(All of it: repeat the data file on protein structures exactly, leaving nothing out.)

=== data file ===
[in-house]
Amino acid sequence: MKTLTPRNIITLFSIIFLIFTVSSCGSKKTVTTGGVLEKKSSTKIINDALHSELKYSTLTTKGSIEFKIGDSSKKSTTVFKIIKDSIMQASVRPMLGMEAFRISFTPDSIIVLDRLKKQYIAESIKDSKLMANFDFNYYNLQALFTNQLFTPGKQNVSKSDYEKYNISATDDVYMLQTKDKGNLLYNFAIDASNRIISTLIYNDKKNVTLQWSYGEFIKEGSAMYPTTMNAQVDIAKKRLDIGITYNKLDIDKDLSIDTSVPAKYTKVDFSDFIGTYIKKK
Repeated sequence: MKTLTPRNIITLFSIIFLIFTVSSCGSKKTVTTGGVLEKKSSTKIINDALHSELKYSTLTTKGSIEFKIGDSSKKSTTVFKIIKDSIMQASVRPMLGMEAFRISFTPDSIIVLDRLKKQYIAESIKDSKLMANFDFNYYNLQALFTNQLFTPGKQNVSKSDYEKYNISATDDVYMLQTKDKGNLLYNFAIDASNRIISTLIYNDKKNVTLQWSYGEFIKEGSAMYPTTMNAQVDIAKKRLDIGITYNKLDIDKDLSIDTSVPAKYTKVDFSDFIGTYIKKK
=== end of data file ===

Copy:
[in-house]
Amino acid sequence: MKTLTPRNIITLFSIIFLIFTVSSCGSKKTVTTGGVLEKKSSTKIINDALHSELKYSTLTTKGSIEFKIGDSSKKSTTVFKIIKDSIMQASVRPMLGMEAFRISFTPDSIIVLDRLKKQYIAESIKDSKLMANFDFNYYNLQALFTNQLFTPGKQNVSKSDYEKYNISATDDVYMLQTKDKGNLLYNFAIDASNRIISTLIYNDKKNVTLQWSYGEFIKEGSAMYPTTMNAQVDIAKKRLDIGITYNKLDIDKDLSIDTSVPAKYTKVDFSDFIGTYIKKK
Repeated sequence: MKTLTPRNIITLFSIIFLIFTVSSCGSKKTVTTGGVLEKKSSTKIINDALHSELKYSTLTTKGSIEFKIGDSSKKSTTVFKIIKDSIMQASVRPMLGMEAFRISFTPDSIIVLDRLKKQYIAESIKDSKLMANFDFNYYNLQALFTNQLFTPGKQNVSKSDYEKYNISATDDVYMLQTKDKGNLLYNFAIDASNRIISTLIYNDKKNVTLQWSYGEFIKEGSAMYPTTMNAQVDIAKKRLDIGITYNKLDIDKDLSIDTSVPAKYTKVDFSDFIGTYIKKK